In order to replicate this type of missingness, our mcar function simply takes in a user-input probability parameter, which designates how likely each value in the attribute is to be missing. This is the simplest form of missingness to reproduce, since missingness is completely at random and not dependent on any particular value. Therefore, we can just set a threhold and for each tuple, generate a random value between 1 and 100. If the generated value is less than or equal to the threshold, the tuple's value can be set to missing, and it remains its original value otherwise. This happens for each tuple for the selected attribute.

In order to generate our NMAR data, we make use of sigmoid function. This is because the sigmoid function conviniently
produces a value between 0 and 1 (and therefore can be interpreted as a probability).

What happens before this is dependent on the type of the attribute in which missingness will be generated. If the
column is categorical, for each unique categorical value, a random z-score is generated from a normal distribution
and put into a sigmoid function. This will produce a probability for each unique value of the column. If the
column is numerical, the z-score of each value is determined and passed into a sigmoid function to determine the
probability of missingness for each value. Whether each value in the column will be missing is determined by th
probability generated by the sigmoid function, using a threshold as explained previously. The beta value is
multiplied by the generated probability as a way to tune how much missingness is generated. The higher the beta
value (between 0 and 1), the more missingness is generated.

Our MAR data is generated in a very similar way to our NMAR data. The only difference is that the value of the column that our attribute is dependent on is used rather than the value of the missingness column itself.

Statistical parity occurs when the following equation is satisfied:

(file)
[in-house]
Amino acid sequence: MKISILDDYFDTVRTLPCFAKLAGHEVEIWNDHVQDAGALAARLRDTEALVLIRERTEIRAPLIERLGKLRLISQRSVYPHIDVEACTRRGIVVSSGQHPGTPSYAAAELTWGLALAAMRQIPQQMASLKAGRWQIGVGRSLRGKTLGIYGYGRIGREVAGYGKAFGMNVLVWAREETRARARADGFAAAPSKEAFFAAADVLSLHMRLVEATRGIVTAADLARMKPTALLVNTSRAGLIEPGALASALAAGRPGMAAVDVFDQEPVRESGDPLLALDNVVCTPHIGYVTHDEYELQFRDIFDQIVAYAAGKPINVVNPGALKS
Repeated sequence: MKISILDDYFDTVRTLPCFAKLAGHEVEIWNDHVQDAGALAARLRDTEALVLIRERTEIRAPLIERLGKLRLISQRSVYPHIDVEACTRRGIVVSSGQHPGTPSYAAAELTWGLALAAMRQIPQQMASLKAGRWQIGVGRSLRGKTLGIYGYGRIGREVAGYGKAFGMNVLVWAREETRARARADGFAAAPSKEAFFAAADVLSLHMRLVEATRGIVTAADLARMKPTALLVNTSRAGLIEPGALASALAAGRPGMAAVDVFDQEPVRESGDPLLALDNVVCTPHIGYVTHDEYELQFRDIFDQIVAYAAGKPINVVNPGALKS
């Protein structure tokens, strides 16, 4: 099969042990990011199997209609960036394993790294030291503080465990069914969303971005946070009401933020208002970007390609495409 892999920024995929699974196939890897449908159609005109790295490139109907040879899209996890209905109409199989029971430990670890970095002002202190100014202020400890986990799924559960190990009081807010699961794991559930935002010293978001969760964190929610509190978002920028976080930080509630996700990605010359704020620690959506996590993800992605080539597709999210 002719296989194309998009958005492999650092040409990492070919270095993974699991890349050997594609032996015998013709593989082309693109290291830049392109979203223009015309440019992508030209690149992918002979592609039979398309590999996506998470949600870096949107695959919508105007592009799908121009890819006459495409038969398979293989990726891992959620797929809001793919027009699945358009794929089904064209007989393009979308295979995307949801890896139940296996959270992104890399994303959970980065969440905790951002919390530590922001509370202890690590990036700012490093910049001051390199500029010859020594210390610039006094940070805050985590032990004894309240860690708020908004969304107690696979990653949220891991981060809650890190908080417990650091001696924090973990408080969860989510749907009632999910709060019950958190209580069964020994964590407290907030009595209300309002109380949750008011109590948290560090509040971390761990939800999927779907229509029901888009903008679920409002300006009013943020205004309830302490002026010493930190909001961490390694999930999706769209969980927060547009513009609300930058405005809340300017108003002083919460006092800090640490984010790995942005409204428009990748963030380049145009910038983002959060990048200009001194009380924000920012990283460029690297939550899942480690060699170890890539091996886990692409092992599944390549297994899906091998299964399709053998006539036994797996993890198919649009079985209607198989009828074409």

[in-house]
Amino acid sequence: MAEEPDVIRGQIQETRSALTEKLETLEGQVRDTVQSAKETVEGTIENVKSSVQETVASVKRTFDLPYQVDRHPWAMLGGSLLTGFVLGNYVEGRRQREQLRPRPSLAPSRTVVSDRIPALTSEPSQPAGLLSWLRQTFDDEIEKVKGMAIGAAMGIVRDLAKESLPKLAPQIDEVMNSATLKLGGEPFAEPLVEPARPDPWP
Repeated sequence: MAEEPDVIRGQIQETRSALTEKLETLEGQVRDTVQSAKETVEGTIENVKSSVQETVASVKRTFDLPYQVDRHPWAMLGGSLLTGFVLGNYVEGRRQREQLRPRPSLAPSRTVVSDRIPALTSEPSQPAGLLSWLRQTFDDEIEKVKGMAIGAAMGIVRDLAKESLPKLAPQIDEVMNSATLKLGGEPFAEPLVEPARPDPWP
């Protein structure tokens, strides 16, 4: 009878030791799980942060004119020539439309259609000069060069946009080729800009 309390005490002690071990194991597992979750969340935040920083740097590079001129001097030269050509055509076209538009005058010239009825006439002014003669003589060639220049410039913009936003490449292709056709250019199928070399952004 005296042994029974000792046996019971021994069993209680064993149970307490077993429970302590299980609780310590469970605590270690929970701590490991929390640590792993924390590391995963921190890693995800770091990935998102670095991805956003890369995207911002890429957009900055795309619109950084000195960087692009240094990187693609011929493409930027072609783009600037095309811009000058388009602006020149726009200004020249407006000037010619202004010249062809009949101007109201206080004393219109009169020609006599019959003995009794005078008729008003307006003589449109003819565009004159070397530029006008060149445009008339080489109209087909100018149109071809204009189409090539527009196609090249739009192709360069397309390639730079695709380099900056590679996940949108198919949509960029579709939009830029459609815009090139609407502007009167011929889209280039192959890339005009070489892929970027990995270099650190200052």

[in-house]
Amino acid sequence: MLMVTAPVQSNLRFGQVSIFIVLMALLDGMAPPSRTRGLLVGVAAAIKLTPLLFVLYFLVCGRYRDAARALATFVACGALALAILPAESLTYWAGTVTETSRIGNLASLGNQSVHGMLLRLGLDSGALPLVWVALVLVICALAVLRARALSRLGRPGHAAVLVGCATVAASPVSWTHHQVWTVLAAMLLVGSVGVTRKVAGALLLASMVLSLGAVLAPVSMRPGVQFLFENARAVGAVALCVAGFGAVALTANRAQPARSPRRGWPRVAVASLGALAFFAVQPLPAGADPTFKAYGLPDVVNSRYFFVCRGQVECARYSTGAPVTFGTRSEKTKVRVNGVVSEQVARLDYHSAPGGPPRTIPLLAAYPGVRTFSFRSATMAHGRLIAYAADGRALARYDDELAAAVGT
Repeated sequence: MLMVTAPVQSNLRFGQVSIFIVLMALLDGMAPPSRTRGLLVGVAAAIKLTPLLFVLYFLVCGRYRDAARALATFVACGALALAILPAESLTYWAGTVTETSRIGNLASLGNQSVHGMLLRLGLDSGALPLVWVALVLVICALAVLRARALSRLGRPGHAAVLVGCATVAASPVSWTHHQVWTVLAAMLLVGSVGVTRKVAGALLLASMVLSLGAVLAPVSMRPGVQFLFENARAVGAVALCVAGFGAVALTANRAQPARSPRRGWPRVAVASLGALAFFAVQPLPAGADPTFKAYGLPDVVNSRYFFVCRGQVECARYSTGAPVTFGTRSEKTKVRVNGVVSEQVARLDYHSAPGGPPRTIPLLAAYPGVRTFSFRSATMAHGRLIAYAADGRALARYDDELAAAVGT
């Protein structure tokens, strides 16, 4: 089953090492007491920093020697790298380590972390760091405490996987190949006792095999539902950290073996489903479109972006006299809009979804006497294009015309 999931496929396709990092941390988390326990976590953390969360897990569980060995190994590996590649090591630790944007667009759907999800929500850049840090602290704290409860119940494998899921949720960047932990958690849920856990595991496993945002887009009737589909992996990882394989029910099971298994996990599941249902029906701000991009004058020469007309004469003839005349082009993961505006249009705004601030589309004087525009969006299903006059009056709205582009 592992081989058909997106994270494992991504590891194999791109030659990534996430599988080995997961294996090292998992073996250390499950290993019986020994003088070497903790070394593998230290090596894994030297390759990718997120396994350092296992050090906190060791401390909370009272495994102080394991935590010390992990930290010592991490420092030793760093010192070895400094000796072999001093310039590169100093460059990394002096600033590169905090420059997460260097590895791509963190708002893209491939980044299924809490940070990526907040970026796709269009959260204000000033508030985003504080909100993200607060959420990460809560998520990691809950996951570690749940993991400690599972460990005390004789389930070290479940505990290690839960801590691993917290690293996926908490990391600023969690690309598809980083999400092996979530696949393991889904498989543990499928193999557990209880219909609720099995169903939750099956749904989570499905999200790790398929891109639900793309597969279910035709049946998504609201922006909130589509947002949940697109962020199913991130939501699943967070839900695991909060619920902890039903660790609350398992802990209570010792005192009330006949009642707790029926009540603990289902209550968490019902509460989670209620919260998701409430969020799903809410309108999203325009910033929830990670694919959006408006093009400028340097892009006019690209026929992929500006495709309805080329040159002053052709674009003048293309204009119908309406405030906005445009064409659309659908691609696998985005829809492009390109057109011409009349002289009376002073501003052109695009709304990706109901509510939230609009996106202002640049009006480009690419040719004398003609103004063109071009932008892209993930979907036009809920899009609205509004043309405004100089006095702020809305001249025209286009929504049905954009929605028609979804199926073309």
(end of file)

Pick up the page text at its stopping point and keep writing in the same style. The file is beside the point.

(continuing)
P (R = +|A = a) = P (R = +|A = b)∀a, b ∈ A

where A is the set of sensitive characteristics and R is the predictive
outcome. In a perfectly fair algorithm, the two sides of the equation are
equal; therefore, the closest we get the difference between P (R = +|A = a)
and P (R = +|A = b) to 0, the better our intervention technique is at improving
fairness.

Equality of Opportunity allows for individuals within the "advantaged" group to be given an equal chance of correctly classified. In other words, we want the True Positive Rate to be equal for every attribute in the protected class. Equality of opportunity is a type of fairness where each sample, model should be treated similarly, with no bias or preference, except where particular distinctions can be explicitly justified.

Equality of Odds is a much stricter version of equality of opportunity. Instead of using True Positive Rate to be equal in every attributes, it rather takes in the lowest False Negative Rate and uses them as the guide to make all the rates equal in all of the attributes.

In adversarial debiasing, two models are built within the method. The first is predicting the target label. The second model is the adversary, which tries to predict, based on the predictions of the first model, what the sensitive attribute is for each tuple. Ideally, this adversarial model shouldn't be able to predict it well. Next, the adversarial model makes modifications to the original model with parameters and weighting that weaken the predictive power of the adversarial model until it cannot predict the protected attributes well.